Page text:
The City Point project (City Point) is a three-phase development of a LEED Silver, 1.8 million gross-square-foot retail and residential complex located in downtown Brooklyn, New York. NMTC allocation was utilized in the Phase 2 of development to construct an approximately 649,000 gross-square-foot retail podium. Included in Phase 2 is an 18,000 square-foot, full-service grocery store that is managed by a local operator; and the Brooklyn Market, an 11,000 square-foot market hall that includes local food purveyors. Both provide fresh, healthy food in an area with a lack of grocery store and restaurant options. City Point received broad support from various levels of government as it greatly enhanced the revitalization of Downtown Brooklyn, an area the City of New York has targeted as a key area for economic stimulus. City Point implements major development objectives of the 2004 Downtown Brooklyn Plan and Mayor Bloomberg’s Five Borough Economic Opportunity Plan, including affordable housing, street-scape improvements and high-quality design standards. City Point is also located in an established Food Retail Expansion to Support Health (FRESH) zone, a program created by New York City’s Food Policy Task Force in order to provide financial incentives for doing business in communities underserved by grocery stores and fresh food options. City Point is committed to supporting the local minority workforce and low-income residents by targeting a large percentage of new, permanent jobs to be filled by persons who have an income that is below 200% of the poverty level within their residence zip code, and by hiring a portion of contractor and subcontractor positions to be filled by women and minority employees. Additionally, in Phase 3 of development approximately 647,000 gross-square-feet (240 residential housing units) will be available for rent, with 120 units set aside for low-income persons.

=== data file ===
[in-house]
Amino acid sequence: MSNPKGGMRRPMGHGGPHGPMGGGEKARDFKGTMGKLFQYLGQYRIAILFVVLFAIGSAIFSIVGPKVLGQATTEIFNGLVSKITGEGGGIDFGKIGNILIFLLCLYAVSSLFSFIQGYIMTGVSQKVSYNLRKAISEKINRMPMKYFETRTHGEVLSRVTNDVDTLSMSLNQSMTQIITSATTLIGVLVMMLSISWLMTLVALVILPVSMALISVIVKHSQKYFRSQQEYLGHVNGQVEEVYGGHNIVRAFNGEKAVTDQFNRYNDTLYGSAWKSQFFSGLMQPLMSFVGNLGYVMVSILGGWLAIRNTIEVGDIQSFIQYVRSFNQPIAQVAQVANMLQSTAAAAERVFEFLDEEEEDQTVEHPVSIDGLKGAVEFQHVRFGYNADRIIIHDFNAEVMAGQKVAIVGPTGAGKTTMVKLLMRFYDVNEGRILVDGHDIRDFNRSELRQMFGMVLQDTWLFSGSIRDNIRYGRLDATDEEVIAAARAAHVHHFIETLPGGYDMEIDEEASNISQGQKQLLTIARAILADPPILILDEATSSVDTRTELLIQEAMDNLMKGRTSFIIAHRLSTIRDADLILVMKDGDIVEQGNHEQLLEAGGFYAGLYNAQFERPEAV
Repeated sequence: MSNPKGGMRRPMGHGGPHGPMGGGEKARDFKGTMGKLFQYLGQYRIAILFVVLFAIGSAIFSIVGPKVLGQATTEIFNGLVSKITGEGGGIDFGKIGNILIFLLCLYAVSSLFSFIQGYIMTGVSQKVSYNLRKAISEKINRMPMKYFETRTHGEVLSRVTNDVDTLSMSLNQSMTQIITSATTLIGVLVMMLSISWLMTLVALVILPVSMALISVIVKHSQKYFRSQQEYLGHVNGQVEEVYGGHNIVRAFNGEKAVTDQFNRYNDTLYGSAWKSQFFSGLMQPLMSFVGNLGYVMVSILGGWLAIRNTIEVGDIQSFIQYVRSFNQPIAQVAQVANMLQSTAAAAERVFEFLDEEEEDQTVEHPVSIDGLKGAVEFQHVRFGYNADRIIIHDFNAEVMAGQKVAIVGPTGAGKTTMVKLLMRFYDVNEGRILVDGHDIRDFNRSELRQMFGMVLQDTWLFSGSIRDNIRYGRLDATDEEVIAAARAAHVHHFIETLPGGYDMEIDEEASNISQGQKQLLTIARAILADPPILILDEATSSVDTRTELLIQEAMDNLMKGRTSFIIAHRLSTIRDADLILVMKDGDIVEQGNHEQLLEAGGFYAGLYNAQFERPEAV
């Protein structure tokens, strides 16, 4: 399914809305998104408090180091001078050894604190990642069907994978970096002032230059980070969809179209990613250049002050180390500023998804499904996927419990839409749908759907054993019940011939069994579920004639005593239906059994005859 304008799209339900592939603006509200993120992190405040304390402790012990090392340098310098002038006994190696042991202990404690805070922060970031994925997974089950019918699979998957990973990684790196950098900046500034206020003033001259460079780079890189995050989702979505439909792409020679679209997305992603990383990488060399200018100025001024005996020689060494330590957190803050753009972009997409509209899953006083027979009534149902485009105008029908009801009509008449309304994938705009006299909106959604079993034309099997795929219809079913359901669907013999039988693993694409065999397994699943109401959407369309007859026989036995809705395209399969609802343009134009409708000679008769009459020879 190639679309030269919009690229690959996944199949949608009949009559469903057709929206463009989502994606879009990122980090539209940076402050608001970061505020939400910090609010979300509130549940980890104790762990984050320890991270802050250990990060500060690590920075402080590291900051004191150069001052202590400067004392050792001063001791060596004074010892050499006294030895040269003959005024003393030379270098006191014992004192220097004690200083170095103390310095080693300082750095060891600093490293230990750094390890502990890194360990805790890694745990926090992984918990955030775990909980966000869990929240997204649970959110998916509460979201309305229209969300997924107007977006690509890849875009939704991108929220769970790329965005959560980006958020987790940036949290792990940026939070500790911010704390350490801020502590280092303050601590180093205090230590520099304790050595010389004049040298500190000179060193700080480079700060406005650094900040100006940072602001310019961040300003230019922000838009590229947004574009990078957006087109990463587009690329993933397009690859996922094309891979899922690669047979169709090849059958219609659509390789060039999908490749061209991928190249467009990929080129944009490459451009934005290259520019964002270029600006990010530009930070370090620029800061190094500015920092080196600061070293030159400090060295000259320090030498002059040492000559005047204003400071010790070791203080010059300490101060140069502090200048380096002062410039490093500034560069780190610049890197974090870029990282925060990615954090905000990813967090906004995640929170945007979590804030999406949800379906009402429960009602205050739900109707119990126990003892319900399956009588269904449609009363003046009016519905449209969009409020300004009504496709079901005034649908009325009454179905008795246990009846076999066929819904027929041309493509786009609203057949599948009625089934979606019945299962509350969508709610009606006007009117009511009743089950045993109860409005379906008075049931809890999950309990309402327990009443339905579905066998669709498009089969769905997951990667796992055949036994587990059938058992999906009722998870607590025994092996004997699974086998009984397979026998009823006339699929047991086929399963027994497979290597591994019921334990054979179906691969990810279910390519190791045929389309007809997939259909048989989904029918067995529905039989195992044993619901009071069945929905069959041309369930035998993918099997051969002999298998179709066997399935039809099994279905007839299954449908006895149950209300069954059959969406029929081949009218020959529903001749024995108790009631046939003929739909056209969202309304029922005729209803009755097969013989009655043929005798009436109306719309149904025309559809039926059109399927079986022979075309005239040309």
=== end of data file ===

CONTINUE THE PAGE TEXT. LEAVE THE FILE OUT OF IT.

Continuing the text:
Loew’s Kings Theater

Loew’s Kings Theatre (‘Loew’s’) was built in Brooklyn, New York, in 1929. It closed in 1977 after falling into disrepair. The complete historic renovation of Loew’s 3,200-seat theater includes the expansion of the stage house and operational areas, and increasing the theater’s size from 68,000 square feet to approximately 89,000 square feet. The theater’s auditorium and foyer will be retained, restored, and modernized allowing Loew’s to host 200 to 250 performances a year which will include concerts, dance, theater, comedy and other live shows. Located in a low-income community and distressed census tract of Brooklyn, Loew’s is the largest indoor theater in Brooklyn and serves as both a cultural hub and catalyst for economic growth along Flatbush Avenue and throughout Central Brooklyn.